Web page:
During this first semester I have learned many things about being a professional illustrator working in the industry. This information came to me in a few ways during this time, through illustrators who are already working and figuring out how I work as an individual and learning what I am good and what I need to improve on. The first thing we did this year was to create a series of illustrations based on different senses as opposed to looking at something and drawing from life. This was an interesting task as it forced me to think about how the objects felt or smelt and then create corresponding marks, this was difficult for some objects, however it not only gave a a wider Dictionary of patterns but also taught me the difference between artwork that has been thought about and artwork that has been done freely without a plan. Widening my mark making skills means that I now have a whole library of different marks that I can turn to use if I feel like I am lacking in that section when creating my artwork both for the rest of the duration of the course and after I have left and am creating artwork on my own.
The next task was to then apply what we had learned during the mark making classes and create a packing for a shower gel, simply using mark making to portray how the shower gel will make the user feel. One thing that assisted with this task was going over the marks that we made as a class and discussing what emotion was related to each mark, for example a rough, scratchy mark gave off angry vibes, whereas a soft, curved line made one feel calm and at ease with the art. The brand I chose to repackage was the Soap and Glory brand, and I looked at the specific Clean On Me product, the best way to describe how this smells is that it is soft and floral. My final piece for this, I ended up using long curved marks and short spiky marks, I think this translates the product well, while still looking professional enough to be sold as an actual product. What would have improved this project would be if I had actually printed a label off and stuck it on the actual product to see what it would look like in real life rather than using Photoshop to see this effect.

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We then went on to choose our own topic to word under, whether we chose household, cosmetic or food packaging to work for. I chose to look at a food. For this we had to chose whether we wanted to re brand the product or create a new product from scratch; I wanted to re brand an existing product – Tequila. The first thing I did for this was to do some initial research into existing tequila brands, this would narrow down the question of if I wanted to look at an already existing brand or create my own. The one I chose to look at first was Suerte Tequila; this would be my trial creation. I created a quick design for this by drawing inspiration from the idea that paisley was what I wanted to look at rather than something as generic as sugar skulls or talavera tiles. I like how my final products turned out, I decided to go with two one with the optical illusion logo and one with the circular emblem-like logo. I think they could both be used in this situation for different types of the same tequila; for example the silver tequila could be the snake logo and the aged one could use the emblem. Or if this was going to a real art-director who had hired me, they would then choose the final but I have given them many different options to choose from.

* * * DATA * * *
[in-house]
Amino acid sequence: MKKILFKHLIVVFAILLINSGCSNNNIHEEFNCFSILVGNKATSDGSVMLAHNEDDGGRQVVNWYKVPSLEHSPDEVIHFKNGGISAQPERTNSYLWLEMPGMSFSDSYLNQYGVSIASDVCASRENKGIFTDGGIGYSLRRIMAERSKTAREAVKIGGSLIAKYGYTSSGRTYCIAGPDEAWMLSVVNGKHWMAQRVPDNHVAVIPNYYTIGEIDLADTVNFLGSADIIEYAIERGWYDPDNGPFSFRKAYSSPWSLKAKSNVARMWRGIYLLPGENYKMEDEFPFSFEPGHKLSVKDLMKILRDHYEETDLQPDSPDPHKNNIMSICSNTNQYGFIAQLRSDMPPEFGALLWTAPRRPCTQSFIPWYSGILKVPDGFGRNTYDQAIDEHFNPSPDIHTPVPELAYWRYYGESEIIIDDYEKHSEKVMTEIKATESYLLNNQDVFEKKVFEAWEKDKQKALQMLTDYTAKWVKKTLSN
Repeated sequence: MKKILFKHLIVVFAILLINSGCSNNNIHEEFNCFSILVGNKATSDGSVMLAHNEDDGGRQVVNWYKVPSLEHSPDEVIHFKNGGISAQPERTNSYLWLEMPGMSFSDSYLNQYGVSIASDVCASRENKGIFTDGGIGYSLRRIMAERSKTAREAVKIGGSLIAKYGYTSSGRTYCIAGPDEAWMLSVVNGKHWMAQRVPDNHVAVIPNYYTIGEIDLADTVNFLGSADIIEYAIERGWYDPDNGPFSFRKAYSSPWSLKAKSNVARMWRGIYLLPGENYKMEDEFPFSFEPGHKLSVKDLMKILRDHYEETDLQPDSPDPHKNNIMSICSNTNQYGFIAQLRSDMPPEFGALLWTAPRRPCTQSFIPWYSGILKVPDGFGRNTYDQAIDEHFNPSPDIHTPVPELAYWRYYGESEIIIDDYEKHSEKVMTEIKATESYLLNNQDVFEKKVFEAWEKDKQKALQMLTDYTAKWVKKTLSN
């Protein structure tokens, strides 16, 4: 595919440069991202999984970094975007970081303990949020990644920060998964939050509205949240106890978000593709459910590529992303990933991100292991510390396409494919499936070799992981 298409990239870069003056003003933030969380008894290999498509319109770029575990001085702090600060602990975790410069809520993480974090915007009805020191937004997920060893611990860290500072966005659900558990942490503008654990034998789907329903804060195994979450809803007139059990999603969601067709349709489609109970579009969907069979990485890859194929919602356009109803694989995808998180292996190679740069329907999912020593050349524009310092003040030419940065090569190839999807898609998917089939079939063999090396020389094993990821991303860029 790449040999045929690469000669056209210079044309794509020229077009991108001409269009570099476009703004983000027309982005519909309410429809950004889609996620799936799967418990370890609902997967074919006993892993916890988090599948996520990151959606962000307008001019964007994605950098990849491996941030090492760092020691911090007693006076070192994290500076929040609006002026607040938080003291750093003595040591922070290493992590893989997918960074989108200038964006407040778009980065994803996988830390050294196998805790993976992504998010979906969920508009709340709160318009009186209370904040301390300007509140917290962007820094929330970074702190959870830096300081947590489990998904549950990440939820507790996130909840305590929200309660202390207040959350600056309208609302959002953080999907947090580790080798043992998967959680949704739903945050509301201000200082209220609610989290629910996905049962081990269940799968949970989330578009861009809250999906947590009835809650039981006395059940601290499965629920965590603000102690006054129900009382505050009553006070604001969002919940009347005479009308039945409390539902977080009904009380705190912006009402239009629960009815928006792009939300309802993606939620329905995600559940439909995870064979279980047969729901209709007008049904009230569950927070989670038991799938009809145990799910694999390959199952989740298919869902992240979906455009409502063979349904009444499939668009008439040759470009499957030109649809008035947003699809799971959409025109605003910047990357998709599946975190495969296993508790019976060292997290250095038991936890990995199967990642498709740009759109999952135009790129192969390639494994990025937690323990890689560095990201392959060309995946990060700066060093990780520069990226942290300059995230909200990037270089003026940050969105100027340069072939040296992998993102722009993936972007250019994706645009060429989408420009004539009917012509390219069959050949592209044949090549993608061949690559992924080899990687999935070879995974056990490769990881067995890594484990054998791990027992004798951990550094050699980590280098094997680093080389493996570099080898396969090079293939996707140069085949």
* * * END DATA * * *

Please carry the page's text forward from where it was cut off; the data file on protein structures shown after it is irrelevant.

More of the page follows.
That is another important thing I learnt – give the client options. These kinds of facts were also passed on to me from the visiting professional illustrators, Dave Eaton and Alexandra Turner. They came in and gave us a lot of information about what we should expect in the working world as an illustrator; this was extremely helpful as it, really gave me an idea of what to expect from clients and how I should improve my approach to the way I work at the moment. Key notes I took from what they said when they came was to really brush up on my professional skills, such as hand drawing and computer software use; while these skills such as the use of illustrator, may not come in handy at the moment, they will later on when I enter the working world. Another fact was to create thumbnails before starting any big piece of work; this was a point emphasised by both Dave and Alexandra. This is one helpful point because I know that this is something emphasised in study, but the fact it was emphasised by people who have worked in the industry and already have experience working on larger jobs.

I am very happy with my final tequila bottle pieces because I think all the connotations that have gone into the final designs, such as the snakes and the aspects of danger, that may not be evident at first glance, I think the overall design is quite clever and while it may need to be cleaned up, the actual design itself is good. I had my doubts while doing some of these designs and felt like changing quite a lot of times, but I pursued the optical illusion idea and got to the idea I ended up with and if the bottles were on a shelf in a store, I think they would stand out from the rest – and taking into consideration the fact that customers do tend to buy products that look good sometimes as opposed to what is actually good, I think this product would be able to sell pretty well.